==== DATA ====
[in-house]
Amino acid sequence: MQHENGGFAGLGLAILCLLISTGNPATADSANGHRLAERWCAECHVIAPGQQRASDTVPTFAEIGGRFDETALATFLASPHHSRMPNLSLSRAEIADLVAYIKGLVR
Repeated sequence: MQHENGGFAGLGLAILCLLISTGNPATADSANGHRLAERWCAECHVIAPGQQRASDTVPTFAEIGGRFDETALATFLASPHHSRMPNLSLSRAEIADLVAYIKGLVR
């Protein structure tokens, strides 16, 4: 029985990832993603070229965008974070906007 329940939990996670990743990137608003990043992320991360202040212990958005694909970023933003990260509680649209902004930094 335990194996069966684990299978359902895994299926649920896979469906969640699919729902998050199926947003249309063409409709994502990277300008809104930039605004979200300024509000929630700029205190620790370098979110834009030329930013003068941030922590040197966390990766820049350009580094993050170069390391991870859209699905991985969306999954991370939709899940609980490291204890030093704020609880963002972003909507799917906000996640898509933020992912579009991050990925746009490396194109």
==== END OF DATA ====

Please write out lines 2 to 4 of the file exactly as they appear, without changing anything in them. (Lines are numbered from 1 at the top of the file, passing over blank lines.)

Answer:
Amino acid sequence: MQHENGGFAGLGLAILCLLISTGNPATADSANGHRLAERWCAECHVIAPGQQRASDTVPTFAEIGGRFDETALATFLASPHHSRMPNLSLSRAEIADLVAYIKGLVR
Repeated sequence: MQHENGGFAGLGLAILCLLISTGNPATADSANGHRLAERWCAECHVIAPGQQRASDTVPTFAEIGGRFDETALATFLASPHHSRMPNLSLSRAEIADLVAYIKGLVR
């Protein structure tokens, strides 16, 4: 029985990832993603070229965008974070906007 329940939990996670990743990137608003990043992320991360202040212990958005694909970023933003990260509680649209902004930094 335990194996069966684990299978359902895994299926649920896979469906969640699919729902998050199926947003249309063409409709994502990277300008809104930039605004979200300024509000929630700029205190620790370098979110834009030329930013003068941030922590040197966390990766820049350009580094993050170069390391991870859209699905991985969306999954991370939709899940609980490291204890030093704020609880963002972003909507799917906000996640898509933020992912579009991050990925746009490396194109």